Apple VARs React to Jobs` Resurfacing

By Ericka Chickowski  |  Posted 2009-06-24 Email Print this article Print
 
 
 
 
 
 
 

They wish Jobs well personally and say as long as Apple keeps doing what it has been doing over the last six months, they’re content to partner with the company.

Since Apple’s announcement yesterday that Steve Jobs is back on the job after a successful recovery from a liver transplant, technology journalists’ keyboards have been a-tappin’ over his health prognosis. But those in the Apple channel are asking themselves, 'Does it really matter to the business?’

Many of Apple’s VARs and service providers wish Jobs well personally, but are taking the tack that as long as Apple keeps doing what it's been doing over the last six months, they’re content to partner with the company.

"My opinion is that as long as Apple keeps doing what they're doing, we're perfectly happy whether or not Steve Jobs is at the helm or not," says Michael Oh, president and founder of Tech Superpowers, a Boston-based Apple VAR. "As long as they continue to make cool and innovative products, we’re happy."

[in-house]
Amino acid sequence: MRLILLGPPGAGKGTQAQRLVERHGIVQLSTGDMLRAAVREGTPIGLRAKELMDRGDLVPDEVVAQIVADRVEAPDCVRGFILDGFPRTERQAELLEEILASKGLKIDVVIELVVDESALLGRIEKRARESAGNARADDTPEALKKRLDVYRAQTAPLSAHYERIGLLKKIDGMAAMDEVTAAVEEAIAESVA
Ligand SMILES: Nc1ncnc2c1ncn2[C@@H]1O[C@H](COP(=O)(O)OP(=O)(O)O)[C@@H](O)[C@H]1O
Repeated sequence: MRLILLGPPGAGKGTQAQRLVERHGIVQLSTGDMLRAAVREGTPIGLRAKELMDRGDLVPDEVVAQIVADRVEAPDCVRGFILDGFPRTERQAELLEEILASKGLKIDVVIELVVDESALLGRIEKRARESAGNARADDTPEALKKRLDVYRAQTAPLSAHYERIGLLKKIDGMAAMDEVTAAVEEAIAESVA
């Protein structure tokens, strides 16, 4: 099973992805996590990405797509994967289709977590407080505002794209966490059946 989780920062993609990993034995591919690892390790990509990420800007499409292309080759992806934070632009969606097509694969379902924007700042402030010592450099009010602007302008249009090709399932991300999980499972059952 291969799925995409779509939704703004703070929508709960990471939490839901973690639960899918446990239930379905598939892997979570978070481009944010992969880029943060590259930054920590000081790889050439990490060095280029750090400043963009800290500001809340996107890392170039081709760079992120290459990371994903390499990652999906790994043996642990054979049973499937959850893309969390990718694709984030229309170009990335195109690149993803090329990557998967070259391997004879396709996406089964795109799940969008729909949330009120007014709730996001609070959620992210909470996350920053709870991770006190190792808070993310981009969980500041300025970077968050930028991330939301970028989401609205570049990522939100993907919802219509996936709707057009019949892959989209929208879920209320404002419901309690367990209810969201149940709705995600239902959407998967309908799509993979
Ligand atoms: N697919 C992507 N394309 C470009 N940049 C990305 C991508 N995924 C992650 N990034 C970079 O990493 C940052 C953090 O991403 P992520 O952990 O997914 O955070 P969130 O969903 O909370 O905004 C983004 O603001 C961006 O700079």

Oh points to Apple’s successful launch of the iPhone 3GS as evidence of the company’s ability to cope without its turtle-necked leader. Last weekend’s debut of the 3GS saw sales figures top out over one million units, Reuters reports. The sales figures match last year’s debut weekend of the iPhone 3G, which launched in 13 more countries than the 3GS.

"The performance of the company over the last six months speaks for itself," says Kevin Langdon, president of Crywolf, a San Diego-based Apple reseller and training center operator. "I think Jobs is really important to the company in terms of vision, but I think his team is more than capable of running the company on a day-to-day basis."

Dan Haurey, president of Mt. Arlington, N.J.-based Exigent, believes that Apple’s continued success is Jobs’ legacy, and that at this point Apple will likely continue its technological trailblazing regardless of who is holding the executive flag at this point.

"I mean think that Apple would be fine without Steve Jobs because of the tremendous momentum they have behind them right now. I mean, he's been out sick now for quite a while, right?" Haurey says. "I think at the end of the day, while I think everybody hopes for the best for Steve Jobs, I think Apple is on a roll that continues for many years to come. We're seeing people that never dreamed of buying Macs or implementing Macs, and even people who were anti-Mac, who are now buying Macs and iPhones."

 

 
 
 
 
 
 
 
 
 
























 
 
 
 
 
 

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